Any hip, against-the-grain aficionado with an appreciation for the surreal, the avant-garde, and the experimental will tell you flat out that there’s no comparison: it’s Keaton over Chaplin. You simply have to concede Keaton’s superiority because Chaplin was too accepted, too famous, too popular, too sentimental, too rich, too pedestrian in directorial style, too populist, too egotistical, too narcissistic, and nowhere near as prone to risk-taking as Keaton.
That was THE prevailing thought from the 60’s until quite recently and accurate only in theory because, like Beethoven, Chaplin really can’t be overrated, while Keaton certainly is (i.e., The General).
That doesn’t mean the above comparison has no truth and, naturally, it would be preposterous to say that Chaplin did not make some truly terrible films (King of New York and A Day’s Pleasure are people’s exhibit A).
However, Keaton’s experimentalist stature is grossly exaggerated. He was certainly the most innovative of the “A” list silent clowns, but was nowhere near as much so as either the recently re-discovered Charlie Bowers or Harry Langdon, who, as blasphemous as it may sound, really had more memorably etched, modern characterizations (Chaplin did say he only felt threatened by Langdon).
In hindsight, Keaton’s innovation, which surfaced only sporadically, seems suspiciously unintentional, even if his best films are indeed brilliant and highly innovative—The Playhouse and Sherlock Jr.
Years later, when working with Samuel Beckett on Film, Keaton revealed his impatience with experimentation by loudly grumbling.
One walks away from Keaton’s best films feeling impressed. One walks away from Chaplin’s best film unforgettably moved.
There is hardly a more profoundly artistic, emotionally overwhelming ending than that of City Lights . It remains the most memorable ending in screen history. Montgomery Clift declared it the greatest screen acting he had seen (that’s saying quite a bit from an actor of Clift’s caliber, but perhaps he had not seen Falconetti in Dreyer’s Passion of Joan of Arc, which is hardly acting in the gauged sense).
City Lights deserves all the acclaim it has received. It is Chaplin at his most spiritual and at his most expertly balanced (the pathos does not draw attention to itself, as in many of the later films. It is a sublime film in which truth and beauty go equally in hand).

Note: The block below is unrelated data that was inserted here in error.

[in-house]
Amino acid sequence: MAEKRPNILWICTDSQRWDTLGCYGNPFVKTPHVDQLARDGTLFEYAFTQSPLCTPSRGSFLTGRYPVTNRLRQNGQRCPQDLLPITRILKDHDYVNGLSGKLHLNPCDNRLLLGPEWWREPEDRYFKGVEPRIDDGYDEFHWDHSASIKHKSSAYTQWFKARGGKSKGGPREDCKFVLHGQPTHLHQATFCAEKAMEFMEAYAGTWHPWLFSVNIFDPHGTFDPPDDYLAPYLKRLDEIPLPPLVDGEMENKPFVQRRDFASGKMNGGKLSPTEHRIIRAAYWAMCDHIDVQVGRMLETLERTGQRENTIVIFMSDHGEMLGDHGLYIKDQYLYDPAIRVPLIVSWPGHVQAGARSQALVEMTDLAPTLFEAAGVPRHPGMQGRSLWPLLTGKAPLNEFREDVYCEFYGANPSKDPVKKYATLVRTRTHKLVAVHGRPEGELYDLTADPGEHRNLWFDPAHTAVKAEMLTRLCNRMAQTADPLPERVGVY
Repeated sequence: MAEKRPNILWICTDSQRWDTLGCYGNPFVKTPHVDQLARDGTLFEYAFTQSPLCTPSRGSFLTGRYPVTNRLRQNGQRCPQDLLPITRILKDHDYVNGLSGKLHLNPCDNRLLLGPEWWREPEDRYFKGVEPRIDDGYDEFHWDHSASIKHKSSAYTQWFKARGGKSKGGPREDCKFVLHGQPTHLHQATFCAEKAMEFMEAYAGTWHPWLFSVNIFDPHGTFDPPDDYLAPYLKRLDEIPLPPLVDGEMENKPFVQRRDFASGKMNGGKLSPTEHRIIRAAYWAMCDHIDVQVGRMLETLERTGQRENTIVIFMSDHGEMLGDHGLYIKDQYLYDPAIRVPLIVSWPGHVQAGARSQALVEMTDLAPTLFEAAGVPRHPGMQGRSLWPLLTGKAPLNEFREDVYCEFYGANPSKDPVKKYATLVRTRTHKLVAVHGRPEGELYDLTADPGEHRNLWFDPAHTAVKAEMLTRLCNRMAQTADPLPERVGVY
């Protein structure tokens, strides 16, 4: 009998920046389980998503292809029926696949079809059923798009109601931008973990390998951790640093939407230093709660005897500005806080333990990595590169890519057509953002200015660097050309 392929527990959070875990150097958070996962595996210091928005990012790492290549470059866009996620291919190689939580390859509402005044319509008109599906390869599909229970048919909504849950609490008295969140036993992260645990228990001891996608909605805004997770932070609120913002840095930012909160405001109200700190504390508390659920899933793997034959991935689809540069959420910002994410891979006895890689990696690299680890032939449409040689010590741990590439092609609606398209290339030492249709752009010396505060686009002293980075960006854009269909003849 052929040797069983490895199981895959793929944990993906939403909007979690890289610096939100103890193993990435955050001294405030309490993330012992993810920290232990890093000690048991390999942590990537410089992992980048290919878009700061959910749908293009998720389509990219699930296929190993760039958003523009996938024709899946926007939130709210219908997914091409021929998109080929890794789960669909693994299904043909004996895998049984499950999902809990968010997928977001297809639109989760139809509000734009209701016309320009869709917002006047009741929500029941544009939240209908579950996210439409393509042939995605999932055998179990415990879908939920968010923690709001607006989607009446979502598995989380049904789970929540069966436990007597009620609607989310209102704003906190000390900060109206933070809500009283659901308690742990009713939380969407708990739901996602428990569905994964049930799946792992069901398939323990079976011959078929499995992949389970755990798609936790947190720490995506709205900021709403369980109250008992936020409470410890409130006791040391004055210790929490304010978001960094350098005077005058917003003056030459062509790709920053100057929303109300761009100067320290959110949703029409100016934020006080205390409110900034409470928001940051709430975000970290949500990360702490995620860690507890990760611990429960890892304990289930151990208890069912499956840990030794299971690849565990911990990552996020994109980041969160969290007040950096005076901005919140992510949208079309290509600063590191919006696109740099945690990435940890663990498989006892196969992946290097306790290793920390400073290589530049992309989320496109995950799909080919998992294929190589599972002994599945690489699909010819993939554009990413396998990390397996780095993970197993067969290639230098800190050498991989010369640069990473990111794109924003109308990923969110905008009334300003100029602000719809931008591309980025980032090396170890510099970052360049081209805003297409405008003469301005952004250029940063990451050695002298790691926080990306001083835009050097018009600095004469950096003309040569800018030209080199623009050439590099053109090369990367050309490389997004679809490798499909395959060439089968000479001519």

Chaplin also ventured into the surreal, as witnessed in the stylish heaven sequence of The Kid (which threw off many critics of the time). The sets, the incomparable acting of Jackie Coogan (who remains the yardstick of child actors), the scene of the Tramp debating whether or not to drop his newly found orphaned infant into a street grate, and the heart-rending scene of faceless officials tearing the son away from his surrogate father will stay in the viewers’ minds long after the credits roll.
The Gold Rush ventured into surrealism as well, in the famous scene in which the starving Mack Swain imagines the Tramp as a sumptuous chicken dinner (thus, providing much later humor in many a Bugs Bunny cartoons).
There is also the surreal dream sequence of the Tramp frolicking with wood nymphs in First National’s SunnySide. Unfortunately, SunnySide‘s dream sequence is all too brief and the film, like most of Chaplin’s First National films, suffers from fragile construction, due mostly to studio interference and pressure (that studio honestly earned it’s notorious reputation).
By today’s standards, the Tramp is occasionally unlikeable, hardly politically correct, callous, mocking of conventions, selfish, and even cruel. Yet, this eternal vagabond remains a deeply religious figure. The Tramp is quite possibly the most truly religious of screen figures, which also makes him one of the most enduring. Amidst all the misery and suffering, there is the Tramp, a bit like Luke’s Christian gospel, always standing up to the elite, affluent, beautiful ones and doing so, not just with humor, but with profound humor. Chaplin’s Tramp is the most human of all clowns, and that all-identifying humanistic quality is the core of his enduring greatness.
Chaplin nearly stood alone among the silent clowns in refusal to wear blackface (Keaton and Langdon had no such qualms), but his character was not above pushing a hobo down in a frenzied effort to grab a cigar butt off the street, ashing a cigarette into a snoring man’s mouth, or contemplating stealing the church’s collection plate.
In an actual community church setting, the Tramp always seemed the proverbial fish out of water. Naturally, there’s the famous opening in Easy Street (his best film); and in The Pilgrim, the Tramp convict disguised as a priest does a unique pantomime David and Goliath, very much to the delight of a child and to the complete dismay of the startled church elders (one of his greatest strengths was in tackling hypocritical pieties).
Chaplin was lucky in having two remarkable on-screen leading ladies, Edna Purviance and Paulette Goddard. Goddard is Chaplin’s most perfect partner (while Eric Campbell was his most perfect foil). With Goddard (whom he married off-screen) we have a couple, the Gamin and the Tramp, who are as much an ode to the iconic American language of romance as is Sinatra’s “Hello Young Lovers.”
In his silent swansong, Modern Times, Chaplin and Goddard walk together, arm in arm into the expanding Hollywood sunset. It is the last time we will see the Tramp as we have come to know him, and there’s comfort in knowing that this all embracing horizon welcomes this husband and wife. Beyond that sunset all the misery, rejection, heart break, struggling and poverty are forever vanquished for the Tramp in all of us.
*Dedicated to long nights with Chaplin on the couch.